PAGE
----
A Star for Mrs. Blake
Twenty-five years in the writing, A Star for Mrs. Blake, by April Smith is based on the real-life diaries of Colonel Thomas Hammond. Colonel Hammond was the liaison officer to the Gold Star Mothers who visited the graves of their sons at the Meuse-Argonne cemetery in France after WWI.
The story primarily revolves around five Gold Star Mothers and their journey to France to say goodbye to the sons they lost in the war. There is Minnie, an immigrant Jewish chicken farmer; Bobbie, a Boston socialite; Katie, an Irish Catholic maid; Wilhelmina, a former tennis star who is in precarious mental health; and of course our main protagonist, Cora Blake, a single mother and librarian who also works in a fish canning factory to make ends meet. There is one other mother whom we meet briefly and sadly, never hear from again, and that is a Black woman named Selma Russell who due to an error, found herself in the wrong place at the wrong time. As you can imagine, sparks will fly between this disparate group of people despite their common pilgrimage.
We also meet liaison officer Colonel Thomas Hammond, and nurse Lily who takes care of the women’s health issues throughout their journey. And let’s not forget ex-patriot, Griffin Reed who hides behind a metal mask due to his own war injuries, whose presence has a surprising impact on Cora.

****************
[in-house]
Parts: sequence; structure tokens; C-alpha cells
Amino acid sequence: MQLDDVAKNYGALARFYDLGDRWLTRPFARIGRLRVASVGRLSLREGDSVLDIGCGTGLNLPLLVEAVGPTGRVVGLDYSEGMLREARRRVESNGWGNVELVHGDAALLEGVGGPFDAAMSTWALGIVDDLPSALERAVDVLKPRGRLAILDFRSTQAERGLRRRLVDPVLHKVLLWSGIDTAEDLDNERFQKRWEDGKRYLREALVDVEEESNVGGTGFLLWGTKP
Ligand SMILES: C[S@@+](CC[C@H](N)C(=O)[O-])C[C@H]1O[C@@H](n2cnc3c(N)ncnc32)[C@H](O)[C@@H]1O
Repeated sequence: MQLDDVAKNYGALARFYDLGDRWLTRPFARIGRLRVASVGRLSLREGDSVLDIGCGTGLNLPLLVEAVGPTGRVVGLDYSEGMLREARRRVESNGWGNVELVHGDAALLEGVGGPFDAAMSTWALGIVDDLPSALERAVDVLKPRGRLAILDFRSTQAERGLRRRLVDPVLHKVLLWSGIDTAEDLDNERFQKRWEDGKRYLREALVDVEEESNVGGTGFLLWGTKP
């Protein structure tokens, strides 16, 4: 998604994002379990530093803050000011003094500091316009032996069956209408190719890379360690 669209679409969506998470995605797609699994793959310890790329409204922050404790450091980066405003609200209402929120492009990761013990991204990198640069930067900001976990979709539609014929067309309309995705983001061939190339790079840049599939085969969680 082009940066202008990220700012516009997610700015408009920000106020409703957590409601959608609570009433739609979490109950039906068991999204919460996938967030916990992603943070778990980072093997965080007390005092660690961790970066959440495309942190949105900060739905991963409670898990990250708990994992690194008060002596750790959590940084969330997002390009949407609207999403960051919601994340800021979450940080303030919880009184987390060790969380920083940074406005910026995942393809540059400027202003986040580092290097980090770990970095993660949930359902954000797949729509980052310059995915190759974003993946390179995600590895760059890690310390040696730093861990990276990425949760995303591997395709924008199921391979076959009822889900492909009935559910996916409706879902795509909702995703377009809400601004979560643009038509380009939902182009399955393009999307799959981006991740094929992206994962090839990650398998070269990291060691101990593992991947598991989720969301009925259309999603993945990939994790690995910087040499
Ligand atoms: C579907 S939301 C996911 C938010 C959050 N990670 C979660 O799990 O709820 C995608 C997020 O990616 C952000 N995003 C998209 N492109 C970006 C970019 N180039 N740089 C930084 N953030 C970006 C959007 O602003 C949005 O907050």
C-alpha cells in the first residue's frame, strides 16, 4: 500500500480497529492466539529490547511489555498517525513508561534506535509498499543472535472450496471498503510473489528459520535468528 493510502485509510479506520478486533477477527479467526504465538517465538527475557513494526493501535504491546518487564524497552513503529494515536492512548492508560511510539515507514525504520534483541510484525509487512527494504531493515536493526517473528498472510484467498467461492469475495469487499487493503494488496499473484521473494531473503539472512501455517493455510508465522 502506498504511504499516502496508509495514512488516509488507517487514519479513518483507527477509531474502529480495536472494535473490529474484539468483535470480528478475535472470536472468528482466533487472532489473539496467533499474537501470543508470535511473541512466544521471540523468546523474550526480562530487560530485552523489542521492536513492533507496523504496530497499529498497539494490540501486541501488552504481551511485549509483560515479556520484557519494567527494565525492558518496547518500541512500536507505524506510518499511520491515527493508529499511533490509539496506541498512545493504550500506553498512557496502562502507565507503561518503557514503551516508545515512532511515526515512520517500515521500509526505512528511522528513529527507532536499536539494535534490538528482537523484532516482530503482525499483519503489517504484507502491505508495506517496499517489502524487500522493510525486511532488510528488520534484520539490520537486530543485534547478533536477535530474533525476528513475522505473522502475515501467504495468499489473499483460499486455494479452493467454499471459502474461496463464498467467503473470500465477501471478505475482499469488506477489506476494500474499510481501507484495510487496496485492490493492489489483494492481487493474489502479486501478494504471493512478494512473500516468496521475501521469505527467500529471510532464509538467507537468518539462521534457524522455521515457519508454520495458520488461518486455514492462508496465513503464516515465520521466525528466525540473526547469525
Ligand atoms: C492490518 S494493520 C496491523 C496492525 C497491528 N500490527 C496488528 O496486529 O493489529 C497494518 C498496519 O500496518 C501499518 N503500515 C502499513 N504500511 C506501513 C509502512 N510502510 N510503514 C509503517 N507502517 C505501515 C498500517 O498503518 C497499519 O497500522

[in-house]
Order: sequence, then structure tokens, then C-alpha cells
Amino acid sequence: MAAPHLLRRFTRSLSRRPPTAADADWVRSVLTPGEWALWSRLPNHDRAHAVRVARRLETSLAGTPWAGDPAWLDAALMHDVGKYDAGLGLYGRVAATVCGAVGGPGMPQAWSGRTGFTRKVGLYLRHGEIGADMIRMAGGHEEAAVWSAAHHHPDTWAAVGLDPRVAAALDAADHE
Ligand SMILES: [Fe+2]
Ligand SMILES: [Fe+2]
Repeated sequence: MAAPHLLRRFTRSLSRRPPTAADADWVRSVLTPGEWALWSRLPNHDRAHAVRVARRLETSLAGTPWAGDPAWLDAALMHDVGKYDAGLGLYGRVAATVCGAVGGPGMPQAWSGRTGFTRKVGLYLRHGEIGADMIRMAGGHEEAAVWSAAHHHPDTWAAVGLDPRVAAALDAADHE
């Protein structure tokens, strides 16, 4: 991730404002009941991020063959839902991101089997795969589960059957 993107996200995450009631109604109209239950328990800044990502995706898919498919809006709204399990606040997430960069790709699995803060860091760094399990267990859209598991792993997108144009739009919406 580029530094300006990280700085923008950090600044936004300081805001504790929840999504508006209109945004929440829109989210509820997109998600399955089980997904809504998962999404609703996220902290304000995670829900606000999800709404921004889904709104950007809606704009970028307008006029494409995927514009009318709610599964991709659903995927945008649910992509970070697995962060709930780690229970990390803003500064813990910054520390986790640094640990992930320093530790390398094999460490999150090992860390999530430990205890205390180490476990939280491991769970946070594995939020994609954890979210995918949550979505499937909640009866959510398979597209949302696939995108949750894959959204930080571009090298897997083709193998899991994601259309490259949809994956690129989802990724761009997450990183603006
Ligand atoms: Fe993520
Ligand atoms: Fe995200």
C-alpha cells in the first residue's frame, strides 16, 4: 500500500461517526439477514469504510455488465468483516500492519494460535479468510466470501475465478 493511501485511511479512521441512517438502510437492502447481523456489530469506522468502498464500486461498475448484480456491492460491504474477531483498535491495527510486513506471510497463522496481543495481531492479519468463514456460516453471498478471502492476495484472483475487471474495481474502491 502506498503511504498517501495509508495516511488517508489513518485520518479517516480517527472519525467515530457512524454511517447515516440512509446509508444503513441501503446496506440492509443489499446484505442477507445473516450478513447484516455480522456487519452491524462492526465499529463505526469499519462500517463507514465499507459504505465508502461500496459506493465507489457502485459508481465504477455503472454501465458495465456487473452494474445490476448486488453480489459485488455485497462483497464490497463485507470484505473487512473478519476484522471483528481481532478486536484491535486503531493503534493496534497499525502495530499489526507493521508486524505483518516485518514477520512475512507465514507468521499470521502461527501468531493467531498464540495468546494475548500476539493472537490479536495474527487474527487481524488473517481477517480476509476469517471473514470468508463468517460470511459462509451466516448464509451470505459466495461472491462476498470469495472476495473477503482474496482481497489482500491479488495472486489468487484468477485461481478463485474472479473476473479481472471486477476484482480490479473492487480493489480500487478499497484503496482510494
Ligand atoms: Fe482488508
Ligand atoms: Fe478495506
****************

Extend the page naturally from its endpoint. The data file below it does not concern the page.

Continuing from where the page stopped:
As you can see, there is a large cast of characters who have to be dealt with, and each one has to have a history which the author covers in quite a bit of detail, much of it I felt, was unnecessary, and slowed the story down at times.
While preparing to write this reflection, I looked up the Gold Star Mothers on-line and came across a picture of some of the women who actually made the trip to France to visit their sons and I was moved by their faces. Somehow, the story became more real for me. I cannot imagine what it would be like to lose my son in a war. Certainly, I understand that war is necessary sometimes for the higher good, but when you read about how these men, these sons of mothers, who were, at times considered dispensable, an acceptable casualty percentage in the game of war, I shudder.
April Smith does a good job giving us varied perspectives in this story of the Gold Star Mothers. We get to watch as each of the mother’s come to terms with their son’s death and ultimate healing. Griffin Reed’s story unfolds as he struggles to deal with his life without a face. We meet General Reginald Perkins who is more concerned with what looks good, than what’s right. Thomas Hammond, begins to question his place in the army. And finally nurse Lily, who becomes a casualty herself in the midst of the unfolding drama.
I must commend Smith for her dedication and for the time it took to write this book. In it, we are reminded that war has a ripple effect that is felt for years to come by those who are left behind. It also reminds us of a mother’s courage, who through generations of war, has had to give up a son(s) in the name of freedom.